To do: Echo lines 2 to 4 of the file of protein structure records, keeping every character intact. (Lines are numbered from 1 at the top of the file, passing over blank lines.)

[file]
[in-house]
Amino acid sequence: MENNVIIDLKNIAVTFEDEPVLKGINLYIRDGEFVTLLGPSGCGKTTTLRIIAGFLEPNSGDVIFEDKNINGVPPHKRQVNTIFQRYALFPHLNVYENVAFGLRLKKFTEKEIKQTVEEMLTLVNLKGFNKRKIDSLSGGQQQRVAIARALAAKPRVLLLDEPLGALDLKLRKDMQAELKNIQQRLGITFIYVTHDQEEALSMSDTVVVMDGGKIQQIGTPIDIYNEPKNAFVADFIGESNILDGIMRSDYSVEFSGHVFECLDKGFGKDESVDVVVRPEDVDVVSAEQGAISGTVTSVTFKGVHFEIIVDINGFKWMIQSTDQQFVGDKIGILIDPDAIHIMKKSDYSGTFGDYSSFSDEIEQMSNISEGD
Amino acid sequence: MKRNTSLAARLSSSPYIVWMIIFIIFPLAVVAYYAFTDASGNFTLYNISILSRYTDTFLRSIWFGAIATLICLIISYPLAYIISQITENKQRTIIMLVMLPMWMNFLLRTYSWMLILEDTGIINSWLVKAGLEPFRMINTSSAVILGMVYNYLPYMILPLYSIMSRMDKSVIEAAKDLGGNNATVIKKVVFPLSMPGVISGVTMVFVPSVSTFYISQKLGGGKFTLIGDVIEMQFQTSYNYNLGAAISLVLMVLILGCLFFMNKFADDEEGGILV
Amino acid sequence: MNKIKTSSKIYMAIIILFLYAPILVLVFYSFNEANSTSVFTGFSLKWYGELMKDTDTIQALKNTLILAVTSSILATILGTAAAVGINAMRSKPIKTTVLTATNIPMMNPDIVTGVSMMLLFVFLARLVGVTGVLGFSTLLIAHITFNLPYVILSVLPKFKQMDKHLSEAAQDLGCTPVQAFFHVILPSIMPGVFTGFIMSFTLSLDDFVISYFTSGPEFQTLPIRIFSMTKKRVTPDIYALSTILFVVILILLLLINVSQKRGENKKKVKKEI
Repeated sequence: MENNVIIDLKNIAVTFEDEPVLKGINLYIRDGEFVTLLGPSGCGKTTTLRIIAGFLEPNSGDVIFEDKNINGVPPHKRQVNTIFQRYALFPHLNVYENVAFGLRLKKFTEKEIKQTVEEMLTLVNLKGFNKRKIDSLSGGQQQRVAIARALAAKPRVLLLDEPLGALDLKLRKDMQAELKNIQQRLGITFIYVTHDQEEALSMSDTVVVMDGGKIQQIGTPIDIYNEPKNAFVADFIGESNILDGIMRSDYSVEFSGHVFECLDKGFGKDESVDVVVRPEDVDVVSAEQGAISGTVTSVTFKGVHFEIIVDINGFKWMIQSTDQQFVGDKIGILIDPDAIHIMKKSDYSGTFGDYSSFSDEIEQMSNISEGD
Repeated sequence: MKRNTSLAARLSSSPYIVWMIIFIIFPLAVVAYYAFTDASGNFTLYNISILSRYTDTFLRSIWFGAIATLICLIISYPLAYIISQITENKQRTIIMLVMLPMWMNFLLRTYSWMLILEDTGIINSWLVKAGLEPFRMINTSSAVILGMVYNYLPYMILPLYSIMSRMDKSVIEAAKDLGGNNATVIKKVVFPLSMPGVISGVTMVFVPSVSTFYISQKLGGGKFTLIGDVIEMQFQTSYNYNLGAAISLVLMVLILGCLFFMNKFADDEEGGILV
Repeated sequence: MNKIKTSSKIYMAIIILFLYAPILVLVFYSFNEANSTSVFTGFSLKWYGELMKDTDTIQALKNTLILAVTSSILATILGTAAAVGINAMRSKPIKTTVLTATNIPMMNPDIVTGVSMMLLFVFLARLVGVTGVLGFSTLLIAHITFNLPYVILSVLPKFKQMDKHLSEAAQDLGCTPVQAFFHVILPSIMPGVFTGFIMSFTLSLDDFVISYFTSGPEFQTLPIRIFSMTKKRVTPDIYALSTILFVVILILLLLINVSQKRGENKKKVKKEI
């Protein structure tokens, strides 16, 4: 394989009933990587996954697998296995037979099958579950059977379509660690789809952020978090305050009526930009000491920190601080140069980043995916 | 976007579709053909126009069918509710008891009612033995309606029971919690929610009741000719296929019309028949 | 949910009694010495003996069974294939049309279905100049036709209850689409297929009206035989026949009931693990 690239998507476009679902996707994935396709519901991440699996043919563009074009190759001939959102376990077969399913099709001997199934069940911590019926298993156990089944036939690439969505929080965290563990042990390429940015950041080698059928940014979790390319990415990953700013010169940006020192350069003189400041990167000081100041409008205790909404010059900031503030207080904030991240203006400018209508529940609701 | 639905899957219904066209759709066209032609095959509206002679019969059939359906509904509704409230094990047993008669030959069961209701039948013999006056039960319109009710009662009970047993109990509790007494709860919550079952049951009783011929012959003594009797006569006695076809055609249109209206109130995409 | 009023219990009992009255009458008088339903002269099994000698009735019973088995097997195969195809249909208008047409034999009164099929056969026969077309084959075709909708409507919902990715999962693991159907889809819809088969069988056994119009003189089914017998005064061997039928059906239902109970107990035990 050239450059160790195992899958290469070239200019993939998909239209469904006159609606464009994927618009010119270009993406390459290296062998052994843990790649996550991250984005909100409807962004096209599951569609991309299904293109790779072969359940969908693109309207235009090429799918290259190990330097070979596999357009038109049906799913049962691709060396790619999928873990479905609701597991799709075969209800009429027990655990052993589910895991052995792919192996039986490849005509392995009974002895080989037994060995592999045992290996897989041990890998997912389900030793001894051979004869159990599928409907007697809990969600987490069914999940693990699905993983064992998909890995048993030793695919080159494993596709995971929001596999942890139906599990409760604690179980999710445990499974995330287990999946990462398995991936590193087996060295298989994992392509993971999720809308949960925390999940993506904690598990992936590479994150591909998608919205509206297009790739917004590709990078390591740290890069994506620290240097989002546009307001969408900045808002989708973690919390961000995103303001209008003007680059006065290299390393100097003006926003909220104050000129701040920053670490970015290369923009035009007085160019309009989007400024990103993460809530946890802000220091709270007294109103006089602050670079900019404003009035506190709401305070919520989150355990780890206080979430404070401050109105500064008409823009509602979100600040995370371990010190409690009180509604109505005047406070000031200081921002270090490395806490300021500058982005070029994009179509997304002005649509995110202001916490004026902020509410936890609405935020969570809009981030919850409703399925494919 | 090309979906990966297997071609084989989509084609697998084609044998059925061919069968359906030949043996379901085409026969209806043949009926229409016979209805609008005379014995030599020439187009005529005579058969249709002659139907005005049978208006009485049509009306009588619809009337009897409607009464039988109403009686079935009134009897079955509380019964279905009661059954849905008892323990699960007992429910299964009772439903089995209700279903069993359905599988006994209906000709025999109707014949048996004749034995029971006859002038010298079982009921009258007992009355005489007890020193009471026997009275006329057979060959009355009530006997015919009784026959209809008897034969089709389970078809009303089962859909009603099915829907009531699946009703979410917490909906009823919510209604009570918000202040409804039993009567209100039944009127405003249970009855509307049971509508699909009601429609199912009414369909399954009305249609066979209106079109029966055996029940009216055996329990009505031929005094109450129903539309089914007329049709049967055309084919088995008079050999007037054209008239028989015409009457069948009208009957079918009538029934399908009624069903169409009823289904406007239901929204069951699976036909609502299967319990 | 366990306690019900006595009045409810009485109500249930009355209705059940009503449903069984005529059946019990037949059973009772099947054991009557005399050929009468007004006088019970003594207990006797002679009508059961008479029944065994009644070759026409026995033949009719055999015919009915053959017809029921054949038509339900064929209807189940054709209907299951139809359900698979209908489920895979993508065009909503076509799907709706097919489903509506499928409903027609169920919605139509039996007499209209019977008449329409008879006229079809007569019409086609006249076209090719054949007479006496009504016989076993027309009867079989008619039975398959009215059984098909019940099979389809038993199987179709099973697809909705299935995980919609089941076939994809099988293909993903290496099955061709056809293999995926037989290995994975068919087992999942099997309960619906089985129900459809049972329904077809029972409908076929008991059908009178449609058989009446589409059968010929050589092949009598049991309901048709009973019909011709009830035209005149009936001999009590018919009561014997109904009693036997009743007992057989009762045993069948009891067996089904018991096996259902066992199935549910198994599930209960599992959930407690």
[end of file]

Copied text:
Amino acid sequence: MENNVIIDLKNIAVTFEDEPVLKGINLYIRDGEFVTLLGPSGCGKTTTLRIIAGFLEPNSGDVIFEDKNINGVPPHKRQVNTIFQRYALFPHLNVYENVAFGLRLKKFTEKEIKQTVEEMLTLVNLKGFNKRKIDSLSGGQQQRVAIARALAAKPRVLLLDEPLGALDLKLRKDMQAELKNIQQRLGITFIYVTHDQEEALSMSDTVVVMDGGKIQQIGTPIDIYNEPKNAFVADFIGESNILDGIMRSDYSVEFSGHVFECLDKGFGKDESVDVVVRPEDVDVVSAEQGAISGTVTSVTFKGVHFEIIVDINGFKWMIQSTDQQFVGDKIGILIDPDAIHIMKKSDYSGTFGDYSSFSDEIEQMSNISEGD
Amino acid sequence: MKRNTSLAARLSSSPYIVWMIIFIIFPLAVVAYYAFTDASGNFTLYNISILSRYTDTFLRSIWFGAIATLICLIISYPLAYIISQITENKQRTIIMLVMLPMWMNFLLRTYSWMLILEDTGIINSWLVKAGLEPFRMINTSSAVILGMVYNYLPYMILPLYSIMSRMDKSVIEAAKDLGGNNATVIKKVVFPLSMPGVISGVTMVFVPSVSTFYISQKLGGGKFTLIGDVIEMQFQTSYNYNLGAAISLVLMVLILGCLFFMNKFADDEEGGILV
Amino acid sequence: MNKIKTSSKIYMAIIILFLYAPILVLVFYSFNEANSTSVFTGFSLKWYGELMKDTDTIQALKNTLILAVTSSILATILGTAAAVGINAMRSKPIKTTVLTATNIPMMNPDIVTGVSMMLLFVFLARLVGVTGVLGFSTLLIAHITFNLPYVILSVLPKFKQMDKHLSEAAQDLGCTPVQAFFHVILPSIMPGVFTGFIMSFTLSLDDFVISYFTSGPEFQTLPIRIFSMTKKRVTPDIYALSTILFVVILILLLLINVSQKRGENKKKVKKEI